As described by Philippe Druelle, DO, “an osteo-articular adjustment is a precise methodical and exacting manual osteopathic technique, which requires specificity.” The Osteopathic Manual Practitioner's goal is to restore the natural physiological relationship between the elements comprising the articular functional unit without using force.
Rather than attempting to physically move the bones, the Osteopathic Manual Practitioner delivers a precisely timed and placed “impulse,” intended to reduce the strain upon the articular functional unit. This impulse allows the unit to return to its natural position without stressing either the targeted tissue or the rest of the body.
Cranial-sacral treatment is a sub-discipline of Osteopathy developed by William Garner Sutherland, DO, who was a student of the profession's founder, A.T. Still. The Osteopathic Manual Practitioner 's knowledge of when, where, and how to apply cranial techniques is what makes this form of osteopathic treatment so effective.
Osteopathy works under the premise that the cranium, as well as all the other tissues and systems of the body, are in a constant motion. This motion is the Primary Respiratory Mechanism (PRM), an idea that originated with Osteopathy. The motion is imparted to all living tissues as a “micro-mobility” termed motility, which is expressed at a frequency that is detectable by the human hand through precise and experienced palpation. This motility has become the focus of much scientific research.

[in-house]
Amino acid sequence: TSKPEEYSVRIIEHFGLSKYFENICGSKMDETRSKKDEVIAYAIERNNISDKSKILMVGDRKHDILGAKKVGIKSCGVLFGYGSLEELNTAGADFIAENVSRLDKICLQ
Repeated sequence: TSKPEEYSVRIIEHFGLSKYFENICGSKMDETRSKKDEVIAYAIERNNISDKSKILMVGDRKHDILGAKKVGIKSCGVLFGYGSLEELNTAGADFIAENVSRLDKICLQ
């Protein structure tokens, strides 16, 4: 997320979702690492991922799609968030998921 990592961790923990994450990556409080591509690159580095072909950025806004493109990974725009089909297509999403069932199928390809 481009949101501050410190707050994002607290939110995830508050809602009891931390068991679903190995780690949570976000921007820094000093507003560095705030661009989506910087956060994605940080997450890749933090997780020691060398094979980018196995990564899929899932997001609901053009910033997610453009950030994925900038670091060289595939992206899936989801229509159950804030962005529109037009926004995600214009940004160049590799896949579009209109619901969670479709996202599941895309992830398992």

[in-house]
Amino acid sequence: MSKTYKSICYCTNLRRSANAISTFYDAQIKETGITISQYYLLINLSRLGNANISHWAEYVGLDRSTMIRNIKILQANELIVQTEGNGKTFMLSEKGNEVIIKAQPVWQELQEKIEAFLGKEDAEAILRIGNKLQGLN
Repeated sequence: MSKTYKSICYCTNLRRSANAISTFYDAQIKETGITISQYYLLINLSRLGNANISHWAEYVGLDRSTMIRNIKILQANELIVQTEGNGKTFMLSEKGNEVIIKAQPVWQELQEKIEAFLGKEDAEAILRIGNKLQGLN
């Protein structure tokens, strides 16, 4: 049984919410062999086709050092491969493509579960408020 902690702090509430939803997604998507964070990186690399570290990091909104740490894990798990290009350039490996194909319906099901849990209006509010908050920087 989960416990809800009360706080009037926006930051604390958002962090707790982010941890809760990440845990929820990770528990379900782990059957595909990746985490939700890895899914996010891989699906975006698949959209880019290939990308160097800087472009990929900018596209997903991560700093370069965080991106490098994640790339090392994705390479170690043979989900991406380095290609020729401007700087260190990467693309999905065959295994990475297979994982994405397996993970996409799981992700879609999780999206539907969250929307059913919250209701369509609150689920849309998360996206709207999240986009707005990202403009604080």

The cranial touch focuses on the restoration of the inherent motility of PRM. This application is not restricted to the cranium alone. It may also be applied to any other tissue or system of the body, because motility is expressed everywhere in the body. Depending upon the health and condition of the tissues under evaluation, the motility can be detected in varying degrees of normality by the palpating Osteopathic Manual Practitioner. Treatment is aimed at restoring the optimal rhythms of the patient's PRM.